MUMBAI (RNS) — For decades, adherents of Lingayat Dharma, an 800-year-old tradition with some resemblance to Hinduism, have lobbied the Indian government to declare it separate from the dominant religion on the subcontinent.
This week, the Congress Party that rules the state of Karnataka — in which the Lingayats are most concentrated — granted them the status of a minority faith.
“The whole religion started as a revolt and protest against Hindu orthodoxy,” said S.M. Jamdar, general secretary of the Jagatik Lingayat Mahasabha, a group at the forefront of the movement for minority status. “It rose against everything that is Hindu. Therefore it is a separate religion.”
He said Lingayats across the state were “euphoric” about the new recognition, which came after months of rallies for separation that attracted thousands.
Lingayats are also hoping to extend their victory beyond Karnataka State, which lies in the southern part of the country, to all of India. But success nationally is less certain and would require action by the BJP, the party that controls the most seats in India’s Parliament and is aligned with Hindu nationalists.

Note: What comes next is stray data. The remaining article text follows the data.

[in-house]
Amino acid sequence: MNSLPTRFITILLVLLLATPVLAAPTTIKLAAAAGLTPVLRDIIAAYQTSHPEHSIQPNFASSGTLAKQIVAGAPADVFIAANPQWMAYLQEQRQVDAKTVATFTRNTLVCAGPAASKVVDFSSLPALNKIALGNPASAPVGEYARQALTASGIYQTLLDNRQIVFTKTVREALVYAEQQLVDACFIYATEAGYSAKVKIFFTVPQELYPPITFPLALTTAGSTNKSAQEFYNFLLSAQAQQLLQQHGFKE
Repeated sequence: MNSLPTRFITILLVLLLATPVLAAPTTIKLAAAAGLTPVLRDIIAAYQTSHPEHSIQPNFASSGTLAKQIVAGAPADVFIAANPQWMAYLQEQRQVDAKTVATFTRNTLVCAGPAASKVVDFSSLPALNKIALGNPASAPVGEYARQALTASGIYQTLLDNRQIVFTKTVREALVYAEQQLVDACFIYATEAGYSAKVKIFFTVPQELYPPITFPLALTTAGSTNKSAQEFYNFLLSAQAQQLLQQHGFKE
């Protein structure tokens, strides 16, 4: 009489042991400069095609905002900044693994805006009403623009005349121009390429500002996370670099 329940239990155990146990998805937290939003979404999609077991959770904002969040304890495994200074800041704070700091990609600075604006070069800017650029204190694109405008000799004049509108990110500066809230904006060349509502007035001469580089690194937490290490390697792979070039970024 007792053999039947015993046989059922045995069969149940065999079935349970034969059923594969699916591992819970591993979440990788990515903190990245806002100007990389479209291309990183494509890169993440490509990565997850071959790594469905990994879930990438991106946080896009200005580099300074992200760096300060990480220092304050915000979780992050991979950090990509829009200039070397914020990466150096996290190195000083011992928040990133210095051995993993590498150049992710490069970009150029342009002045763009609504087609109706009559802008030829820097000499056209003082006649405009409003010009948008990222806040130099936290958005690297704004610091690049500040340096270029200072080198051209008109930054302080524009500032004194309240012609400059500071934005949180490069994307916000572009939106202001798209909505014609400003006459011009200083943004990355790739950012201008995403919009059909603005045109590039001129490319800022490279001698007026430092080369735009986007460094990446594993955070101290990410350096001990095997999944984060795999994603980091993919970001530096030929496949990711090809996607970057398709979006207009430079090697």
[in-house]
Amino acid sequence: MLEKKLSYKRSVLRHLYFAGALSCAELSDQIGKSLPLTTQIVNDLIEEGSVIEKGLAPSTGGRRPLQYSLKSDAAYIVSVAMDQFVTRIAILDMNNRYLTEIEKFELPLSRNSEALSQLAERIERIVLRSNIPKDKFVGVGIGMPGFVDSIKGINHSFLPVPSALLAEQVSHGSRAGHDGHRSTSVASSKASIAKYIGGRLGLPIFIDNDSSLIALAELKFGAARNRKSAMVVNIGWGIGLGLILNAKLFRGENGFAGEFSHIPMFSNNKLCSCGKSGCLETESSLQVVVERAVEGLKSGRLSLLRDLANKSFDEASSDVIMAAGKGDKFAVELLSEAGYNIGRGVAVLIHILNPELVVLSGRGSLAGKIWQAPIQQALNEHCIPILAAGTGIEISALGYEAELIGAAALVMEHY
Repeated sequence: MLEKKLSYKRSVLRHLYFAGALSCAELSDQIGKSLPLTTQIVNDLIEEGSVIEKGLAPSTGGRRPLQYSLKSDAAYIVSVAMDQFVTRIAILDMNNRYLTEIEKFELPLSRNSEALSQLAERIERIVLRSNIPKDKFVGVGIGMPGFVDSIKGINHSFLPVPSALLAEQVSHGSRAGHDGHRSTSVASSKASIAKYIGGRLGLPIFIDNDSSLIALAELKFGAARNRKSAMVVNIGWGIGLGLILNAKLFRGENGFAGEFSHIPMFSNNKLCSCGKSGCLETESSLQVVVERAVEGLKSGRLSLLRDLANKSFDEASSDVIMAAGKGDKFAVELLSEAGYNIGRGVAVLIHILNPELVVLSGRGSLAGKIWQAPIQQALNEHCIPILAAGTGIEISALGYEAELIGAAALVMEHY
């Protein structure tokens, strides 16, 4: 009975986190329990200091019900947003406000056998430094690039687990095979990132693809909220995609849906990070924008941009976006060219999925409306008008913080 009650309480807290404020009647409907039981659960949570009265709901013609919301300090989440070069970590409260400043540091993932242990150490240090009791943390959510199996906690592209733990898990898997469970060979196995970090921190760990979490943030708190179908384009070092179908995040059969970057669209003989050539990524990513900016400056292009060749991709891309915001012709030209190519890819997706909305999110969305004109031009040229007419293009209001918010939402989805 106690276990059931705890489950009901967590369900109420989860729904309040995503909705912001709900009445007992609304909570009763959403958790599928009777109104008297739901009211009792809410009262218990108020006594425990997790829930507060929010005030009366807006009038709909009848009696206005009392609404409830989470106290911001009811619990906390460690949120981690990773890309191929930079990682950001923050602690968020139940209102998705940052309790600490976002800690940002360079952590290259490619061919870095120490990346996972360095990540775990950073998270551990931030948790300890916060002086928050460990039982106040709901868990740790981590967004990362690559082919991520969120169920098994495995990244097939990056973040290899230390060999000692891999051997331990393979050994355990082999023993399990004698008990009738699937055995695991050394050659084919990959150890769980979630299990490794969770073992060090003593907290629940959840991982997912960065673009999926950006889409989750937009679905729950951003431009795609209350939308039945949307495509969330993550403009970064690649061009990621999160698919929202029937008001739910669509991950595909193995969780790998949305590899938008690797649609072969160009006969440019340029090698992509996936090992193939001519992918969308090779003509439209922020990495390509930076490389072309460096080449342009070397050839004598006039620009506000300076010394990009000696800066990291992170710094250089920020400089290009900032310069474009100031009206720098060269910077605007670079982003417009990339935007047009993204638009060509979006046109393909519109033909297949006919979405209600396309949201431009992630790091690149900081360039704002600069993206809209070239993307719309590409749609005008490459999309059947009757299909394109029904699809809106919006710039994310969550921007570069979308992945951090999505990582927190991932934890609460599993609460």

Some political analysts say granting the Lingayats minority religion status is an attempt by the Congress Party — ahead of elections slated for later this year in Karnataka — to woo the community back. After years of supporting the party, the Lingayats in the more recent past have tended to vote with the BJP. Estimates put the Lingayats at between 10 percent and 17 percent of Karnataka’s population, or as many as 1 million people.
Official religious minority status — also extended to a subgroup of the Ligayats, the Veerashaiva Lingayats — will afford them greater benefits in Karnataka, just as it benefits members of other minority faiths: Muslims, Christians and Jains.
Among those benefits: more freedom to run their schools, and the ability to reserve half the seats in those schools for members of the community. It will also improve their access to scholarships.
Until 1871 Lingayats were counted as a separate religion in the census, but for the past several decades, they have been counted as Hindus.
But they are not Hindus, say these followers of the 12th-century philosopher and social reformer Basavanna, because — among other differences — they worship a single god, do not worship at temples and reject the caste system.
“The idea that it is a separate religion has been around in intellectual circles for a very long time,” said Chandan Gowda, a sociology professor at Azim Premji University in Bengaluru, the state capital.
“There has always been a strong ideological sense of being separate from Hinduism,” he added, and noted as well the pragmatic effects of minority religious status. “But the focus in the demand has been on their religious distinctiveness.”